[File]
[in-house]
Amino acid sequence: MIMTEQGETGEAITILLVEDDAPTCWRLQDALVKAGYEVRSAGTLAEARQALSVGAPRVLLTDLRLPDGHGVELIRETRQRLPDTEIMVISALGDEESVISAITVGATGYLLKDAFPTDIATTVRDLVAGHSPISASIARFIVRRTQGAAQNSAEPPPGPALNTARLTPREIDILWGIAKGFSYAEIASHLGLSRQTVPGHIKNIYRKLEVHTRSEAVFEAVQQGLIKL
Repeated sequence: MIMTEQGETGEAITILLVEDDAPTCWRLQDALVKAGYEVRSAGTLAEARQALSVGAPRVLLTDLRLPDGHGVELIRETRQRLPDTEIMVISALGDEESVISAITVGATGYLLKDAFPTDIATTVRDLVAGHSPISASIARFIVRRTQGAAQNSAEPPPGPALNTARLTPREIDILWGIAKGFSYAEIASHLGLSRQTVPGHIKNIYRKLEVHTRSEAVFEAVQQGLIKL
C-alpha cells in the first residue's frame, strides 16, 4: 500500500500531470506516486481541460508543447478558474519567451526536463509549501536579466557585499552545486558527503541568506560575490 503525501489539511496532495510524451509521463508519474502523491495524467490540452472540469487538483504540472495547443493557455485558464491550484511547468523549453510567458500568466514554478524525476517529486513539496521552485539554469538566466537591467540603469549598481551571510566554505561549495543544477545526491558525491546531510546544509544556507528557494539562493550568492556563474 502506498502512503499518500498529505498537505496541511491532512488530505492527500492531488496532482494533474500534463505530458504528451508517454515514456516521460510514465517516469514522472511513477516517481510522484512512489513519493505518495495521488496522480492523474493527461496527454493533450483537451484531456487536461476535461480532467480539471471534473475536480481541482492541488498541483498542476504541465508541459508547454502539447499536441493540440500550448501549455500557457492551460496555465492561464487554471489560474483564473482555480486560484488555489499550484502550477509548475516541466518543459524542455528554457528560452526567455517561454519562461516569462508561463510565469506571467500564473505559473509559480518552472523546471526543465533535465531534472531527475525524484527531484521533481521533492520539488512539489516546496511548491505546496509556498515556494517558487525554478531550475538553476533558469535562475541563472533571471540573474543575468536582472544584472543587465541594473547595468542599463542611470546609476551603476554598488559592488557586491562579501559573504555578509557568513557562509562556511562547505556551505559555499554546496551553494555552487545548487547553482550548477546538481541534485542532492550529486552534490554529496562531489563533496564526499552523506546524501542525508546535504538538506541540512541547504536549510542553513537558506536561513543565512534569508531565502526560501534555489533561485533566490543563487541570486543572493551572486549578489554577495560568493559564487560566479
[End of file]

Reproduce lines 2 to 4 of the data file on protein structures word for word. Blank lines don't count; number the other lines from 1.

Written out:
Amino acid sequence: MIMTEQGETGEAITILLVEDDAPTCWRLQDALVKAGYEVRSAGTLAEARQALSVGAPRVLLTDLRLPDGHGVELIRETRQRLPDTEIMVISALGDEESVISAITVGATGYLLKDAFPTDIATTVRDLVAGHSPISASIARFIVRRTQGAAQNSAEPPPGPALNTARLTPREIDILWGIAKGFSYAEIASHLGLSRQTVPGHIKNIYRKLEVHTRSEAVFEAVQQGLIKL
Repeated sequence: MIMTEQGETGEAITILLVEDDAPTCWRLQDALVKAGYEVRSAGTLAEARQALSVGAPRVLLTDLRLPDGHGVELIRETRQRLPDTEIMVISALGDEESVISAITVGATGYLLKDAFPTDIATTVRDLVAGHSPISASIARFIVRRTQGAAQNSAEPPPGPALNTARLTPREIDILWGIAKGFSYAEIASHLGLSRQTVPGHIKNIYRKLEVHTRSEAVFEAVQQGLIKL
C-alpha cells in the first residue's frame, strides 16, 4: 500500500500531470506516486481541460508543447478558474519567451526536463509549501536579466557585499552545486558527503541568506560575490 503525501489539511496532495510524451509521463508519474502523491495524467490540452472540469487538483504540472495547443493557455485558464491550484511547468523549453510567458500568466514554478524525476517529486513539496521552485539554469538566466537591467540603469549598481551571510566554505561549495543544477545526491558525491546531510546544509544556507528557494539562493550568492556563474 502506498502512503499518500498529505498537505496541511491532512488530505492527500492531488496532482494533474500534463505530458504528451508517454515514456516521460510514465517516469514522472511513477516517481510522484512512489513519493505518495495521488496522480492523474493527461496527454493533450483537451484531456487536461476535461480532467480539471471534473475536480481541482492541488498541483498542476504541465508541459508547454502539447499536441493540440500550448501549455500557457492551460496555465492561464487554471489560474483564473482555480486560484488555489499550484502550477509548475516541466518543459524542455528554457528560452526567455517561454519562461516569462508561463510565469506571467500564473505559473509559480518552472523546471526543465533535465531534472531527475525524484527531484521533481521533492520539488512539489516546496511548491505546496509556498515556494517558487525554478531550475538553476533558469535562475541563472533571471540573474543575468536582472544584472543587465541594473547595468542599463542611470546609476551603476554598488559592488557586491562579501559573504555578509557568513557562509562556511562547505556551505559555499554546496551553494555552487545548487547553482550548477546538481541534485542532492550529486552534490554529496562531489563533496564526499552523506546524501542525508546535504538538506541540512541547504536549510542553513537558506536561513543565512534569508531565502526560501534555489533561485533566490543563487541570486543572493551572486549578489554577495560568493559564487560566479